BA (University of Cambridge, 1989), PhD (MRC Laboratory of Molecular Biology, Cambridge, 1994)
Room 2:17 Institute of Medical Sciences Foresterhill University of Aberdeen Aberdeen AB25 2ZD Lab phone +44 (0)1224 437312
Anne Donaldson studied Natural Sciences at the University of Cambridge, completed her PhD at the MRC Laboratory of Molecular Biology, then moved as a NATO/SERC postdoctoral fellow to the University of Washington in Seattle. Anne established her lab as a Royal Society University Research Fellow at the University of Dundee, and in 2001 Anne was chosen as an EMBO Young Investigator. The Donaldson laboratory has been at the University of Aberdeen Institute of Medical Sciences since 2003. The lab is funded by Cancer Research UK.
Anne leads the 'Chromosome & Cellular Dynamics' Section within the Institute of Medical Sciences. She teaches on topics related to chromosome maintenance on several undergraduate and graduate-level courses.
Anne served as Organizer of the Cold Spring Harbor Eukaryotic DNA Replication & Genome Maintenance meeting from 2014-2019.
!!We have Postdoc and PhD positions available in the lab, funded by Cancer Research UK!!
Interested applicants please send CV to Anne Donaldson with an explanation of your interest in our research area and your related lab experience.
Human cells contain 1.8 metres of DNA in a nucleus only about 6 microns in diameter. During chromosome replication this entire length of DNA must be duplicated exactly once with perfect accuracy, so that the strands can be disentangled and precisely segregated to the daughter cells. The DNA is extremely vulnerable to damage during this process, and cells must deal with thousands of potentially lethal DNA damage events every single day. Members of the Donaldson lab investigate the controls over DNA replication and damage repair. Understanding chromosome maintenance will suggest new therapeutic strategies in the fight against cancer, as well as illuminating the basic mechanisms at the heart of the cell division cycle.
The budding yeast S. cerevisiae provides an excellent model organism for studying the fundamentals of chromosome biology, because of the remarkable molecular genetics tools available for this system. DNA replication initiates at multiple sites on each chromosome called replication origins. We use molecular genetics to understand the processes of yeast DNA replication, which we then investigate in human cells. Using this approach we have discovered several molecular mechanisms of replication control that operate throughout eukaryotic cells.
Our focus of interest is understanding the molecular machinery controlling origin initiation, replication fork progression, and chromosome maintenance. We use a combination of advanced proteomic, genomic and microscopy methods to investigate the cellular components that regulate these DNA replication and repair processes.
- Molecular Biology
- Molecular Genetics
Our research specialisms are based on the Higher Education Classification of Subjects (HECoS) which is HESA open data, published under the Creative Commons Attribution 4.0 International licence.
Funding and Grants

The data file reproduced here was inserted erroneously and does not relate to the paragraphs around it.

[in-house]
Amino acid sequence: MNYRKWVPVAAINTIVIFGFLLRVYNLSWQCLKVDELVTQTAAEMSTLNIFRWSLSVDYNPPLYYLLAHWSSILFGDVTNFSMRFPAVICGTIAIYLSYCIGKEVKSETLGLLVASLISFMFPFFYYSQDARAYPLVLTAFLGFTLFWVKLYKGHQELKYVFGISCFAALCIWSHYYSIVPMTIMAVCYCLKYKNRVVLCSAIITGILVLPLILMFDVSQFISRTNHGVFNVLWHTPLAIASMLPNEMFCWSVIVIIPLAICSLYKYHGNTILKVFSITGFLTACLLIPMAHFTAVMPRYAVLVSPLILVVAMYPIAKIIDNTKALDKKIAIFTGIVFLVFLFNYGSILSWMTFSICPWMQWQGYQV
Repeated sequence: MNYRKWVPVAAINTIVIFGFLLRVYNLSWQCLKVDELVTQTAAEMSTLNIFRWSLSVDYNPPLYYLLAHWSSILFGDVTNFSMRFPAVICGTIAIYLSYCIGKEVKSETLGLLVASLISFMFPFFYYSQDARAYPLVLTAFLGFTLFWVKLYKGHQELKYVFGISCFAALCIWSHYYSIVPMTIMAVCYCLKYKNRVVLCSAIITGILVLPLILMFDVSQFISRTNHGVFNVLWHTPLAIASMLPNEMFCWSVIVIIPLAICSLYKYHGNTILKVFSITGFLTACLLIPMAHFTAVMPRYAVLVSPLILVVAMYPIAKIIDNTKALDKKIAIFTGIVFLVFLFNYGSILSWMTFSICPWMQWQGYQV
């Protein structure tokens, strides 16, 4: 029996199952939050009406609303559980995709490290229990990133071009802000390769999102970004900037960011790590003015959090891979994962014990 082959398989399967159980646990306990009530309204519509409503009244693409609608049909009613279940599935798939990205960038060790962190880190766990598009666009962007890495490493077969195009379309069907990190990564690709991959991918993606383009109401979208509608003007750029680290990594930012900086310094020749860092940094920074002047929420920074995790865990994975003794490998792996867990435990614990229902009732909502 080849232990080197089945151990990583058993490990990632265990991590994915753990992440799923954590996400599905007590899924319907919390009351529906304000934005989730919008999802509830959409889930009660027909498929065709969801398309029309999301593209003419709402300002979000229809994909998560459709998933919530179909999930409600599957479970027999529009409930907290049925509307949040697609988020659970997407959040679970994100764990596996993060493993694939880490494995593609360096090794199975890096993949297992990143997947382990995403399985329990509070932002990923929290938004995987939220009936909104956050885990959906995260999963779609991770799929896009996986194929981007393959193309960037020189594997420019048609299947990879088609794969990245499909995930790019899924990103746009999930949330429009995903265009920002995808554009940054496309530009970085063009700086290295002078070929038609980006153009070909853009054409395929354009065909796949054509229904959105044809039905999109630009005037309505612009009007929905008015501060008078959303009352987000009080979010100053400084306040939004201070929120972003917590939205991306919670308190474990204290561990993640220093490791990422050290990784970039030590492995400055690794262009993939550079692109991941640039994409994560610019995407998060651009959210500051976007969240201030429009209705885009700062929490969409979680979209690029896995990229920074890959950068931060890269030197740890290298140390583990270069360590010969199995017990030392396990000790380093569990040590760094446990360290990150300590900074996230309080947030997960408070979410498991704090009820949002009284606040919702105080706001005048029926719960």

Cancer Research UK Programme Award (£1,561,000) ‘How does Rif1 regulate DNA replication and cell recovery after chemotherapeutic replication inhibition?' Grant to Prof Anne Donaldson & Dr Shin-ichiro Hiraga
Page 1 of 4 Results 1 to 10 of 38
Protection of nascent DNA at stalled replication forks is mediated by phosphorylation of RIF1 intrinsically disordered regioneLife, vol. 11, e75047Contributions to Journals: Articles
SAF-A promotes origin licensing and replication fork progression to ensure robust DNA replicationJournal of Cell Science, vol. 135, no. 2, jcs.258991Contributions to Journals: Articles
Protein phosphatase 1 acts as a RIF1 effector to suppress DSB resection prior to Shieldin actionCell Reports, vol. 36, no. 2, 109383Contributions to Journals: Articles
Replication timing maintains the global epigenetic state in human cellsScience, vol. 372, no. 6540, pp. 371-378Contributions to Journals: Articles
The RIF1-Long splice variant promotes G1 phase 53BP1 nuclear bodies to protect against replication stresseLife, vol. 9, e58020Contributions to Journals: Articles
Genome-wide analysis of DNA replication timing in single cells: Yes! We're all individualsGenome Biology, vol. 20, 111Contributions to Journals: Articles
Human RIF1-Protein Phosphatase 1 Prevents Degradation and Breakage of Nascent DNA on Replication StallingCell Reports, vol. 27, no. 9, pp. 2558-2566.e4Contributions to Journals: Articles
Identification of Elg1 interaction partners and effects on post-replication chromatin re-formationPLoS Genetics, vol. 14, no. 11, e1007783Contributions to Journals: Articles
Budding yeast Rif1 binds to replication origins and protects DNA at blocked replication forksEMBO reports, vol. 19, no. 9, e46222Contributions to Journals: Articles
- [ONLINE] DOI: https://doi.org/10.15252/embr.201846222
- [OPEN ACCESS] http://aura.abdn.ac.uk/bitstream/2164/11048/1/embr.201846222.full.pdf
Rif1 acts through Protein Phosphatase 1 but independent of replication timing to suppress telomere extension in budding yeastNucleic Acids Research, vol. 46, no. 8, pp. 3993-4003Contributions to Journals: Articles